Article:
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PHILADELPHIA – These trips home make Kobe Bryant his most introspective and nostalgic, deepening his understanding that the years are passing so fast now, time slip, slip, slipping away. He had gone back to see familiar faces in the leafy suburb of Lower Merion on Saturday, back to the high school where Gregg Downer still coaches the town's kids. Everything washed over Bryant this weekend.
"It's kind of surreal now, driving around, going to the same pizza place I went when I was 17," Bryant said outside his locker on Sunday night. "Where the hell does the time go?"
Seventeen years ago, Kobe Bryant was 17 years old and preparing for a prep-to-the-pros move that still seemed such a leap of faith. He has come back to this city and won a championship, been buried with boos and almost always used Philadelphia as a benchmark for how far he had come and still has to go.
At 34 years old, Bryant had been brilliant on Sunday night with 34 points, six assists and four rebounds. When the Lakers substituted him out with a minute left in a 111-98 victory over the 76ers, something strange happened here: In the Wells Fargo Center, most everyone stood up and cheered for Bryant.
As much as anything, perhaps they had come to admire one of Bryant's greatest gifts, an ability to wear everyone else out, grinding them down, defying the passage of speed, strength and agility.
"He really seemed to be taking it all in and cherishing it tonight," Downer told Yahoo! Sports. "He was waving to fans, more interactive than usual. He knows he may be back only a few more times."
In Bryant's mind, maybe once more. The possibility of retiring when his contract expires in 2014 still looms large in his mind. He's weary of the toll that his rigorous workout regimens take on him. It isn't the winters that wear him out, but the summers.
For Bryant, it took discipline to spare himself the sluggishness that always comes with eating a Philly cheesesteak on a trip home.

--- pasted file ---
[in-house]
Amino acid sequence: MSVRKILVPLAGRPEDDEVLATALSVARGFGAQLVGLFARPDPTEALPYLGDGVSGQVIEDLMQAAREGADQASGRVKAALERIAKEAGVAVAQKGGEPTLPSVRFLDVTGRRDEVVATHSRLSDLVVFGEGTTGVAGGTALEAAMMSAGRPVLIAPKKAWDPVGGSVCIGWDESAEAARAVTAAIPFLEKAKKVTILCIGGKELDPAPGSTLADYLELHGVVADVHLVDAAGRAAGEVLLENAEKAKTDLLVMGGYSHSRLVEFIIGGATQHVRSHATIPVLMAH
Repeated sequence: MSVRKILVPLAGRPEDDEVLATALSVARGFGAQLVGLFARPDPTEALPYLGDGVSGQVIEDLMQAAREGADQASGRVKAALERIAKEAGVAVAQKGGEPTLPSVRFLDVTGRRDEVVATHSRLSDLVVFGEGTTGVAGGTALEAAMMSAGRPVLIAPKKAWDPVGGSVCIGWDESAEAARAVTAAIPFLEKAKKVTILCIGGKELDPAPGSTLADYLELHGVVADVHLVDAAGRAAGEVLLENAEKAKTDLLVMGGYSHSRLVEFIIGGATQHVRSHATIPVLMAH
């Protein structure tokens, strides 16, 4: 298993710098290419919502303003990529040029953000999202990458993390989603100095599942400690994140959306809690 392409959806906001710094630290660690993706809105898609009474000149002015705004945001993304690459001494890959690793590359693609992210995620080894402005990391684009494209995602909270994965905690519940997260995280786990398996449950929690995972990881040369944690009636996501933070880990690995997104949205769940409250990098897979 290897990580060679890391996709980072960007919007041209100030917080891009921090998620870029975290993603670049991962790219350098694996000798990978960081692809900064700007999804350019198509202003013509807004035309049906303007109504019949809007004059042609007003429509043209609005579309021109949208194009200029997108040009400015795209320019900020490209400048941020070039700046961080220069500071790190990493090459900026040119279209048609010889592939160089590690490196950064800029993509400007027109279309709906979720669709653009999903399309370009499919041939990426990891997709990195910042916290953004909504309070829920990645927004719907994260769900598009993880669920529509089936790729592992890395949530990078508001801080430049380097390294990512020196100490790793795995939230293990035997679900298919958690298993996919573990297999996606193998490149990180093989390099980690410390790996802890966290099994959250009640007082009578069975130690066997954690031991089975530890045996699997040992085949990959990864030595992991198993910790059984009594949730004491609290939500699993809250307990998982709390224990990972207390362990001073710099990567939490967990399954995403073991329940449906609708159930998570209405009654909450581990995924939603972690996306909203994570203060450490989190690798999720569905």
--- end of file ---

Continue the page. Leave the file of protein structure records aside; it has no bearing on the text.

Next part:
"It's a lot, a lot of work," Bryant said. "My competitive spirit comes from like every little inch, your body is slowing down, the younger guys are passing you up. It really keeps me on edge."
The Lakers are slowly, surely recreating themselves under Mike D'Antoni, awaiting Pau Gasol's return to practice on Monday and, perhaps soon, the true arrival of Steve Nash. The Lakers need Nash to connect everything and everyone here, need a thread to run through Bryant and Dwight Howard, Gasol and Metta World Peace.
Bryant doesn't want to handle the ball so much, and he understands that changes when Nash steps on the floor. Within the locker room, Nash has made it clear that he has no desire to score the ball for these Lakers. He's running D'Antoni's system, and playing traffic cop between Bryant and Howard.
Nash gives Bryant the ability to play off the ball, to get his points in different spots on the floor, different ways. Pushing past 30,000 points for his career, Bryant makes no apologies and no concessions for his ability, his love, to shoot the basketball. The ball moved crisply on Sunday night, and Bryant scored his 34 in a most efficient way. Across the past six games, Bryant has delivered at least 30 points a game – something only Michael Jordan and Kareem Abdul-Jabbar had ever done after turning 34 years old.
"It's like the super heroes," Bryant said. "Superman could fly. Spiderman has his webs. Steve can pass. And I can shoot."
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It is still too early to count out these Lakers, to suggest Howard's mobility won't fully return, that Nash won't find a way to integrate Gasol into the offense, that Bryant won't stay on this torrid offensive spree into the springtime. These Lakers have a long, long way to go until they're championship caliber, but it won't be long again until they're whole, until they're a problem for everyone in the Western Conference.
Near the end of a tough week back East, near the end of a nostalgic weekend in Philadelphia and a spectacular Sunday at the Wells Fargo Center, Bryant sat with his knee wrapped and his two feet deep into a bucket of ice. Nash sidled over to his locker, passing Bryant two basketballs and a sharpie to sign for a friend.
As he scribbled his name on a ball, Kobe sighed and said to Nash, "We're old cats, man, old dogs."
Nash responded, "But we've got a lot of tricks, though."
Together, they laughed, and soon Bryant was on his way to the showers, the bus and a cross-country flight back to California. Yes, he had stopped to consider all the basketball that he had played since leaving Lower Merion High School, and the preciousness of what still awaits with what's left of his career. He had such a spectacular Saturday driving through that picturesque little town in the suburbs here, stopping to see his old coach and the kids on the team and even an old pizza joint.
On the Lakers' bus ride to the airport, Bryant would email that, "I go back every year to remind myself where I come from."
Where the hell does the time go, Kobe Bryant asked on Sunday night. Mostly, though, he seems to wonder: How much is left?
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